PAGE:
Dead-finitely A Show To Watch
When you think of zombies I’m sure most, if not all, think of green colored flesh, dulcet-toned groans, narrowed arms reaching forward, and the accepted idea that brains is the only food of choice. Well, you’d be partially right.
I once pictured zombies, in the same way, that is before I came across a television show known as The Walking Dead. This AMC produced drama has given me a new outlook on the picturesque definition of the word zombie. If you’re at all squeamish, I’d suggest turning away for this next part. “Walkers”, as they are otherwise referred to within this show, aren’t your grandma’s run-of-the-mill classic zombies. They are gruesome. Think black to dark-green rotted flesh, hanging bowels, stripped bones, and a propensity to eat just about every living thing in sight.
If that description weren’t enough, now imagine hobbled walking, all too happy grabby hands and groaning sounds that I can only describe as someone having screamed themselves into a hoarse voice. This, my friends, is AMC’s The Walking Dead.
Now you’re probably wondering how they can make an entire television series about zombies? First off, let me just correct that misconception. This television show doesn’t just revolve around zombies, rather it revolves around the lives of people surviving in the aftermath that is the zombie apocalypse. The Walking Dead, surprisingly enough, is an adaptation of a graphic novel series of the same name, written by Robert Kirkman and illustrated by Tony Moore and Charlie Adlard. The show, however, was developed into a television series from the graphic novel by screenwriter and producer Frank Darabont, in collaboration with Robert Kirkman. Also, being it’s practically commonplace to have post-apocalyptic worlds within movies and television shows now, it’s not too surprising that a post-apocalyptic world about zombies would be created for our viewership.
The Walking Dead, as well as the graphic novel by the same name, centers around the character Rick Grimes, who after being in a coma sustained in a police shootout, wakes up to find himself in a world engulfed by “Walkers”. Now to clarify, this show is a loose adaptation of the graphic novel and does not follow the graphic novel’s storylines perfectly. Of course, the show doesn’t just follow Rick Grimes (played by Andrew Lincoln, Love Actually), but also follows his son Carl (Chandler Riggs, Keep Watching), Michonne (Danai Gurira, Black Panther), Maggie Rhee (Lauren Cohan, The Vampire Diaries), Carol Peletier (Melissa McBride, Walker, Texas Ranger), and Daryl Dixon (Norman Reedus, Ride with Norman Reedus) as they’ve fought, survived, and killed their way from Atlanta, Georgia to Washington, D.C. in the hopes of finding a cure to the zombie virus.*
*The show, over the course of eight seasons, has seen its allotment of zombie attacks, deaths, bad guys, and safe havens.
I’m glad that I stumbled across this television show a couple of years ago, as it has easily become one of my top favorite television shows. But, I also know that not everyone might feel the same way I do.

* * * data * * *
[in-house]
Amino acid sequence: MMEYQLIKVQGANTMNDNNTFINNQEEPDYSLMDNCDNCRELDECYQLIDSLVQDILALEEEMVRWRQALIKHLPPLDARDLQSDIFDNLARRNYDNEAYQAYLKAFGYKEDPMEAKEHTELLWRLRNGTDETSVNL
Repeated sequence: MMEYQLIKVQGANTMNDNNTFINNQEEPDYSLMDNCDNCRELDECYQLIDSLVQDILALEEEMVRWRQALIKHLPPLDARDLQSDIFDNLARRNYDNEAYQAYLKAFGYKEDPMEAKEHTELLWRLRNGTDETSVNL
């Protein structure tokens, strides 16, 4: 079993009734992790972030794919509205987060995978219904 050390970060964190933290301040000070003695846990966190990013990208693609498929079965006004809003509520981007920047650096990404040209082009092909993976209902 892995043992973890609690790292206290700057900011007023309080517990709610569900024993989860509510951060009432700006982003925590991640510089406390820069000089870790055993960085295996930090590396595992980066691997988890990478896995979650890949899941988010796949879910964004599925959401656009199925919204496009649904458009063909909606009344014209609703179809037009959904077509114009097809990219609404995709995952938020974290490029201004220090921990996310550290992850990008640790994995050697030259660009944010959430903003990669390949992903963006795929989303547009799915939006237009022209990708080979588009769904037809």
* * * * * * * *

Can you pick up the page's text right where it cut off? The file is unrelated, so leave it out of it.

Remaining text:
Sometimes the blood, guts, and gore of the show can be a bit much at times. But, for argument’s sake, let’s say that you don’t have an opinion about The Walking Dead, one way or another. So, if you’re still questioning whether or not this show is for you, then I urge you to continue reading as I try to persuade you that it is.
Do you like well-rounded, strong female characters in television shows? The Walking Dead is just one of several shows on television right now where the leading women are just as strong, emotionally complex, and badass, if not more so than the leading men.
You have the character Carol who’s had to overcome many obstacles within her life, and that’s without the added difficulties a zombie apocalypse brings. As a way of coping, Carol learns to adapt herself to every situation she’s put in. Because of this, she oddly becomes one of the show’s strongest characters, if not the deadliest. You also have Michonne, an already strong-willed character who learned to harden herself off from others after losing loved ones in the initial waves of the zombie apocalypse. But, over the show’s seasons, she has slowly opened herself up to those closest to her, and regard them as a family. Then you have the character Maggie Rhee, who’s been dealt many losses post-apocalypse. With so much loss you’d think she’d break down, but the losses have only come to make her a more able-bodied, determined individual.
If having well written female characters wasn’t enough, The Walking Dead isn’t without its fair share of action-packed scenes. You know it’s an action-packed show when almost every episode contains shootouts, explosions, and zombie hordes. Not only that, but you also get to see hand to hand combat scenes every now and again. The show’s special effects also assist in making the action sequences that much better.
I know that if you give this show a chance you will become just as emotionally invested in the characters, and the show itself, as I have. But, don’t feel you have to take my word for it. Just watch one episode, preferably the very first episode of the series, and you will see what I’m talking about. You might even find yourself addicted. You might just find yourself tuning in to watch it every Sunday. Who knows? You might even go as far as to consider yourself a lifelong fan of AMC’s The Walking Dead.
*The Walking Dead is currently in its eighth season at the time of this article’s publication.